Facebook rebrands itself and reshuffles its executive suite.
Facebook has announced the company wants to steer away from political content, reach every connected device globally and expand into the metaverse—a more immersive experience built upon virtual reality and augmented reality.
To spearhead these efforts, founder and CEO Mark Zuckerberg appointed Andrew Bosworth, currently head of the hardware division, as the company’s new chief technology officer starting in 2022. Bosworth will replace Mike Schroepfer, who is stepping down after 13 years.
The executive reshuffling is unlikely to usher in radical change at the social network, skeptics argue. Despite the recently announced attempt to revamp its image with a new name—”Meta”—the online giant remains mired in regulatory and legal controversies regarding its business practices.
Bosworth met Zuckerberg at Harvard, where Bosworth was a teaching assistant for a class in artificial intelligence. He joined Facebook in 2006 as one of its first engineers. That same year, he masterminded News Feed, the constantly flowing list of updates from friends and one of the company’s most successful launches. He then went on to develop the platform’s chat, email and video-calling services.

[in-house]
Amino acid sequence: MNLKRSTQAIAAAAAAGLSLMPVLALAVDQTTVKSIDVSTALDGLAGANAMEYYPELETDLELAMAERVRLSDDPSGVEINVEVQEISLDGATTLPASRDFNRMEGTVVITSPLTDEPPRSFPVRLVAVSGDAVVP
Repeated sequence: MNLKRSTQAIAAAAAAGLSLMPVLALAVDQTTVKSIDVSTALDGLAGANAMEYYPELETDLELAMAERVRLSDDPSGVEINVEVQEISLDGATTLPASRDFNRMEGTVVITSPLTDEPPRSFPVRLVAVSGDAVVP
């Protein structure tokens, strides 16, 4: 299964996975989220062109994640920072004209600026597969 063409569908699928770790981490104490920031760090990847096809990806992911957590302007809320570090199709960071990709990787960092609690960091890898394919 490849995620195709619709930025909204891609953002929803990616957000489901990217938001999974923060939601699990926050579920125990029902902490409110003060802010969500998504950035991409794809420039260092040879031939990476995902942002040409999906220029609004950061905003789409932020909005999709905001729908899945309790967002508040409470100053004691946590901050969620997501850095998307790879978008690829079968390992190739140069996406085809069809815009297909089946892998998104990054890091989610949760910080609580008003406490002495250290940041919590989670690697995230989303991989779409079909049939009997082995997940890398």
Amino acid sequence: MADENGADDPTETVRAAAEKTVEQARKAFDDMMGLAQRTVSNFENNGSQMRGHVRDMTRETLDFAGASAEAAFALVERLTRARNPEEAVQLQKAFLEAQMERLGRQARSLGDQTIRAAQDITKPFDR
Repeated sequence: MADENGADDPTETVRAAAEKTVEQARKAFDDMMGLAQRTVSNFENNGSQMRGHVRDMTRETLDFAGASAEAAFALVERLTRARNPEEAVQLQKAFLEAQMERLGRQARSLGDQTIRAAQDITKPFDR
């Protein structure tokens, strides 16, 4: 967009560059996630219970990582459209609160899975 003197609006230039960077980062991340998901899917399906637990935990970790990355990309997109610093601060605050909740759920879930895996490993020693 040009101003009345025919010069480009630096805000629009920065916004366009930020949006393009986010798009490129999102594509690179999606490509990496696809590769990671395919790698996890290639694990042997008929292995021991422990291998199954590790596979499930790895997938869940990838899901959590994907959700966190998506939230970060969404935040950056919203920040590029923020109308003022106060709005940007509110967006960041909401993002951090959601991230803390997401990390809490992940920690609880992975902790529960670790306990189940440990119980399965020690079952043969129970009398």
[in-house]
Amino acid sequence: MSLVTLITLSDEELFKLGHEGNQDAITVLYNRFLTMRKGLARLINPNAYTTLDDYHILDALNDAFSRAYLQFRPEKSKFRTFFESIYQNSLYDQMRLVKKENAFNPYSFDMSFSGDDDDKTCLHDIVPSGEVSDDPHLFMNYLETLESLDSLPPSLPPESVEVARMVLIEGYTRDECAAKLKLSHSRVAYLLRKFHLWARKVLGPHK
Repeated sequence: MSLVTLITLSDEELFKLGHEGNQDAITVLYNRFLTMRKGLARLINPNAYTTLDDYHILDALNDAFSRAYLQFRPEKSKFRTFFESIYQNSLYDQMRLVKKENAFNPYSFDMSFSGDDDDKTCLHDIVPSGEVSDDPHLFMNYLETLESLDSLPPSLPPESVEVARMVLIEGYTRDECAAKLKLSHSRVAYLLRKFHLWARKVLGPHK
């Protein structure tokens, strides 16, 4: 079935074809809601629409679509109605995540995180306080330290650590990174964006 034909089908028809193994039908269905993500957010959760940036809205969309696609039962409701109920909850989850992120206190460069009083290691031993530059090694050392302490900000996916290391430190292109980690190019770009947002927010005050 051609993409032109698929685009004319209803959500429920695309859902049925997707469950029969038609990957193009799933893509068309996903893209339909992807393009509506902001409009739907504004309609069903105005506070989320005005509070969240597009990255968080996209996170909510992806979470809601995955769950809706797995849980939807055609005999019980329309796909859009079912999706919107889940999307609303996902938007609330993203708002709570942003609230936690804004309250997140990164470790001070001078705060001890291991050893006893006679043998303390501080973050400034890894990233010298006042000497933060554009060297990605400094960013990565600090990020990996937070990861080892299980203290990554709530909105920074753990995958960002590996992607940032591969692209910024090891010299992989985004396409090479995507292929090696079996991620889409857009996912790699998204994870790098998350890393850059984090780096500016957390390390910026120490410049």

Since 2017 he has led Facebook’s Reality Labs, which focuses on augmented and virtual reality products. As one of Zuckerberg’s most trusted confidants, Bosworth—as a leaked memo and some past statements indicate—sees eye to eye with his boss. The Bosworth appointment makes clear that Facebook is not seeking to change its controversial business practices.
Rather, it is doubling down, according to Katina Michael, a professor in the School for the Future of Innovation in Society and School of Computing and Augmented Intelligence at Arizona State University. “The metaverse will seek to know everything about everyone on and off its platform,” she says. “This will be a next-level implementation of behavioral economics and persuasive design exploitation.” However, companies that release emerging technologies and services are consistently outpacing laws and regulations.
The “metaverse” that Bosworth is to help build is being sold in a PR blitz as the “new internet,” but is instead, Michael argues, merely a distraction to deflect attention “from Facebook’s increasing woes.”